How did the Budget affect your family?

May 17, 2011

It’s a simple enough question – how did the Budget affect your family?

It wouldn’t be silly for an opposition MP to run a poll asking it.

But it would be silly to do so a couple of days before the Budget is delivered, giving people who read Kiwiblog and Keeping Stock the opportunity to vote and give results he wouldn’t be expecting:

  • Better off (87%, 297 Votes)
     
  • Worse off (11%, 39 Votes)
     
  • No change (2%, 8 Votes)
     

Total Voters: 341

 

Word of the day

May 17, 2011

Rancidification – chemical decomposition of fats, oils and other lipids; disagreeable odour or taste of decomposing oils or fats; rank; repugnant; nasty, rancid remarks.

Alf Grumble ruminates on rancidification and its political implications here.


Fonterra expects record production

May 17, 2011

Fonterra is expecting record production for the 2010/11 season after the best autumn weather in several years. 

Production is 4% ahead of the same time last year with a couple of weeks of the season still to go. This time last year drought resulted in lower milk production.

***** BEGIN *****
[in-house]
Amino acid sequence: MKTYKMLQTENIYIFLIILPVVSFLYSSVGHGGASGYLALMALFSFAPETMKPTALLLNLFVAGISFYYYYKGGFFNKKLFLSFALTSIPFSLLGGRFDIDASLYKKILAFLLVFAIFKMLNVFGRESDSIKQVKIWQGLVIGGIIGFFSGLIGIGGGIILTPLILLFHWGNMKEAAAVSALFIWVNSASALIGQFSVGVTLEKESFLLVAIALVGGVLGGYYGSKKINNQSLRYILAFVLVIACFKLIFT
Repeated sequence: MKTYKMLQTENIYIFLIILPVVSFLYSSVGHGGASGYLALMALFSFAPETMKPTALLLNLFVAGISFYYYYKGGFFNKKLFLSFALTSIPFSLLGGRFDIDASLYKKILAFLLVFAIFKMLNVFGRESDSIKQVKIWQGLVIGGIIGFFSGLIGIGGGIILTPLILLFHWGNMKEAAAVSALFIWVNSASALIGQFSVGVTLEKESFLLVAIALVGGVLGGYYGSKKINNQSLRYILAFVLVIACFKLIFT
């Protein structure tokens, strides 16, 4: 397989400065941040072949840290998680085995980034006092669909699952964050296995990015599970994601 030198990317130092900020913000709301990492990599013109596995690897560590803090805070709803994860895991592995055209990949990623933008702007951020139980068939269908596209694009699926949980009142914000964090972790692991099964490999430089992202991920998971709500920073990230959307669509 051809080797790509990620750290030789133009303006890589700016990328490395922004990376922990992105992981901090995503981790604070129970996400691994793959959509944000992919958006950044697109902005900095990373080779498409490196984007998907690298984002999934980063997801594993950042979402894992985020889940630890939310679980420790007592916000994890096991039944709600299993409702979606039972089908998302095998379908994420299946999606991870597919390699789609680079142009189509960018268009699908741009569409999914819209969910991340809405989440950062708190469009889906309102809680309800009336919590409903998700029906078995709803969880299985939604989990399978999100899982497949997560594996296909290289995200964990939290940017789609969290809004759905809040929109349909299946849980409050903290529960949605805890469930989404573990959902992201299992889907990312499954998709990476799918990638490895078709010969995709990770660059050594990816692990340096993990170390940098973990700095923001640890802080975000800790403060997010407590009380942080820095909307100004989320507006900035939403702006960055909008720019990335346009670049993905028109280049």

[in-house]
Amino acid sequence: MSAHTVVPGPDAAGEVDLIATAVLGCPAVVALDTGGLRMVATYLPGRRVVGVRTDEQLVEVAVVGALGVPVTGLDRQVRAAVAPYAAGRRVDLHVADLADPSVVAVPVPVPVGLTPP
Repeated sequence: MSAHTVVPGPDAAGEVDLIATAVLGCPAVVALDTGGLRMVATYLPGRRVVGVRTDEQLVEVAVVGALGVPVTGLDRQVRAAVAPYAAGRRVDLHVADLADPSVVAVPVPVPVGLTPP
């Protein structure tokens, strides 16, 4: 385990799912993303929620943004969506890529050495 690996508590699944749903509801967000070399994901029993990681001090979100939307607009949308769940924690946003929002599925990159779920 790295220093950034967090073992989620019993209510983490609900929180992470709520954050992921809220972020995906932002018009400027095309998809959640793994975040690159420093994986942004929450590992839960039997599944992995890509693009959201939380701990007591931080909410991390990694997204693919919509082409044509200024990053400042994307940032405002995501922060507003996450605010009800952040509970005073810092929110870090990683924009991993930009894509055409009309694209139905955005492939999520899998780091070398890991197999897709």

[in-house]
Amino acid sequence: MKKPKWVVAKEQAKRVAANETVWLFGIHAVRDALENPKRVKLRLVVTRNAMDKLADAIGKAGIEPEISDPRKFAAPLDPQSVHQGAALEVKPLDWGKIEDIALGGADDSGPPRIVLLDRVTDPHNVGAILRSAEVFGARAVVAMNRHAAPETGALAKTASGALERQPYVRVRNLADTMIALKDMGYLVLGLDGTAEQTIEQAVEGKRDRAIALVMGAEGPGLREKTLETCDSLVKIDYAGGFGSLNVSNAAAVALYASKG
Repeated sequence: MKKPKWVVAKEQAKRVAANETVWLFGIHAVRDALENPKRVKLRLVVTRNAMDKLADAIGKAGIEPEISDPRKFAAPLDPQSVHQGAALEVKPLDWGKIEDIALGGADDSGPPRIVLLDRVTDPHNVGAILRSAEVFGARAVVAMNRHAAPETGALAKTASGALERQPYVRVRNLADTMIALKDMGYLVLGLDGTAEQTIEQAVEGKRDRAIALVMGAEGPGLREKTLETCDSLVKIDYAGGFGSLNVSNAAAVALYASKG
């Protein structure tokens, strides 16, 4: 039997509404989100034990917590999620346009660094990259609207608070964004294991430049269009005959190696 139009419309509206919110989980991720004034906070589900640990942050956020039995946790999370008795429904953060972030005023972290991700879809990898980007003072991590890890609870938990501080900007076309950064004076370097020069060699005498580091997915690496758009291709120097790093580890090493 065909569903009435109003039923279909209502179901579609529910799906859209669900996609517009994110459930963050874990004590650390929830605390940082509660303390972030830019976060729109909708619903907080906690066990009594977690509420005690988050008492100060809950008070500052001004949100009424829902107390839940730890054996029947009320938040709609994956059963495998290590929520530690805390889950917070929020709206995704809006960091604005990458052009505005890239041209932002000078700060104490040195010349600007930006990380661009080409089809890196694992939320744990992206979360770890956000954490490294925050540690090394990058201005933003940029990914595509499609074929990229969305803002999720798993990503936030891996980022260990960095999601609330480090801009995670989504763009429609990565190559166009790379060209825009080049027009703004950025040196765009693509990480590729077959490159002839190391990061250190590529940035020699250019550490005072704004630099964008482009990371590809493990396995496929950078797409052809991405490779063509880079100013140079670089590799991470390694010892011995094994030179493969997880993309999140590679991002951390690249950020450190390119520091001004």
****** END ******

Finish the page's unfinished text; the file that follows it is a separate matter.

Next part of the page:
Steve Murphy, general manager milk supply said:

Fonterra last season collected 1,286 million kilograms of milksolids.

“Exceptionally favourable pasture growth conditions since January mean our farmer shareholders have enjoyed strong production around the country, particularly north of Taupo. This is a real turnaround from earlier in the season when many of our farmers were struggling with a cold and wet spring. This, coupled with an early December drought, depressed production levels dramatically.”

 “It was a tough start to the season due to the northern drought. Farmers then had to cope with more drought, floods and snowstorms. But the recent excellent pasture growth has meant herds are now in good condition, which bodes well for calving and the new season’s start.”

Mr Murphy said the additional milk would be welcomed in the market where supply remained tight.